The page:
5 Questions with the Ironman World Champ: Post-Race Interview with Patrick Lange

Current and 2X Ironman World Champion Patrick Lange once again solidified his reign at the top with a splendid season opener for him at the 2019 Ironman 70.3 Asia-Pacific Championships in Da Nang, Vietnam.   True to form with his Kona wins, Lange was steady on the bike, and again outran the field with a race-best 1:15:52 run split to claim the regional title.  AsiaTRI was able to talk with Patrick regarding the tough race, if he is coming back to Asia, and his lead up to his “A” race:

AsiaTRI: Congrats on the tough win. I saw that almost everybody left it all out on the course.. The conditions were genuinely tough.. Being extremely hot and humid. Acclimatizing in Phuket seems like a good and smart choice… Can you tell us more about that?
PL:  Before my race in Da Nang, I stayed in Phuket for 3 weeks and did a training camp there to acclimatize for the race. It‘s known to be the hottest of all Ironman races, so knowing what Kona feels like, I wanted to make sure that my body will be able to cope with the heat. The weather in Phuket is pretty similar to the conditions in Da Nang, so it‘s been a really perfect race prep for me.


AsiaTRI: Leading up to the race, and with Kona being your last tri race before this regional championship, how confident are you with your fitness level despite the long layoff between races?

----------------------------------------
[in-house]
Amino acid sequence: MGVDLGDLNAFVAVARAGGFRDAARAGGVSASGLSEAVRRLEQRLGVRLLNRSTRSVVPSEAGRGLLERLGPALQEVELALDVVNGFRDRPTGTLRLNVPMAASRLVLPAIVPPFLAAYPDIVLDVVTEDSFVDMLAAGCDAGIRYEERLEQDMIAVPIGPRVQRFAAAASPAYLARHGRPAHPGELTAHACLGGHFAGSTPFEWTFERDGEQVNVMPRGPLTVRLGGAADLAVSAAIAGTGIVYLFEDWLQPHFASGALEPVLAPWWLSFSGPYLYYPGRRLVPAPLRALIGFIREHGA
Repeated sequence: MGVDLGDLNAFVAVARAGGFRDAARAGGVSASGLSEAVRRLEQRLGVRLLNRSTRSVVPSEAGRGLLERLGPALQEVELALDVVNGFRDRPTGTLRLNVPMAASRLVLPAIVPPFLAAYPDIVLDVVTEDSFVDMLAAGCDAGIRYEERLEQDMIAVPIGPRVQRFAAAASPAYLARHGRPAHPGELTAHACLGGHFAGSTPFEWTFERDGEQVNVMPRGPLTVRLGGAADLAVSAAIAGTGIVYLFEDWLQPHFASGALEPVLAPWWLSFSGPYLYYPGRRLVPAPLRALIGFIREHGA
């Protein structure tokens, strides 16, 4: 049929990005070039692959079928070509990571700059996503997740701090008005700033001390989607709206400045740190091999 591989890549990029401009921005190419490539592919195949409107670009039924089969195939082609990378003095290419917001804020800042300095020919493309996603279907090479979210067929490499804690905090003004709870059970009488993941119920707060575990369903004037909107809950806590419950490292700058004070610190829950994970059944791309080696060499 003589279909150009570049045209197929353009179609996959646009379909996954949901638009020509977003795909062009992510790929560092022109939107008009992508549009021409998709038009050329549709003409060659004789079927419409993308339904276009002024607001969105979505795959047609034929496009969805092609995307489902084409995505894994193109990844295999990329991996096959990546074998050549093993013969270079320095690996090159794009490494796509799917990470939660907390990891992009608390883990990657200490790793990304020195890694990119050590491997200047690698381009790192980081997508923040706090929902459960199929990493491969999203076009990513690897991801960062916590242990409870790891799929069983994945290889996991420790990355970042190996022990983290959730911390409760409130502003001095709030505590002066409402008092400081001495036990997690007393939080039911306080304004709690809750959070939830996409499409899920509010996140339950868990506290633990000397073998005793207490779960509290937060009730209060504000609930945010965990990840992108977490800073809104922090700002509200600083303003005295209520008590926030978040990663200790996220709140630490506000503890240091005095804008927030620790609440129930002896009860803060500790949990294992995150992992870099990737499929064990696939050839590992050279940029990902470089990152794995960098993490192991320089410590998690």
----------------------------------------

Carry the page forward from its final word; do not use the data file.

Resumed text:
PL: The first race of the season is always the most difficult one. You never know where you‘re at and you don‘t know how fit the others are. So it‘s difficult to have very concrete expectations in your first race. For me, the beginning of the season is about creating a solid base. I personally have defined Kona as my A-race, so it‘s still a long way till October.

See also:  Lange breaks Kona Course record, Wins Ironman World Championship

AsiaTRI: There was a big group out there on the bike course, how do you remain patient when you can’t follow your own race plan or target wattage, how do you deny the urge to take charge and break away?
PL:  During a race, I don‘t stick to numbers. Instead, I go with what happens on the race course. By doing this, I can avoid to beat up myself when I can‘t follow my race plan and instead simply make the best of the day.

AsiaTRI: This is the 2nd time you’ve been in Asia.. First in Subic Bay in 2016 and here now in Vietnam. Both had been a success obviously.. So can we see more of you in the Asian race circuit?
PL: I really like the atmosphere of Asian races. And the heat is always an amazing preparation for Kona. So I guess it‘s highly probably that I‘ll be back one day.

AsiaTRI: You will be going back to Europe, and the lead up to Kona starts. Can you tell us your plans the next few months?
PL: My next races as the lead up to Kona will be an olympic distance in Austria, the European Championships in Frankfurt in the end of June and the 70.3 World Championship in Nice in September. After having changed quite a lot about my build up in the beginning of the year, I‘ll get back to tested and approved rituals by now. I have two more main training camps before Kona that have both put me on a new level im terms of fitness during the last 2 years. And after that, I‘m hopefully ready to go.

See also:  Training for the athlete versus training for the distance
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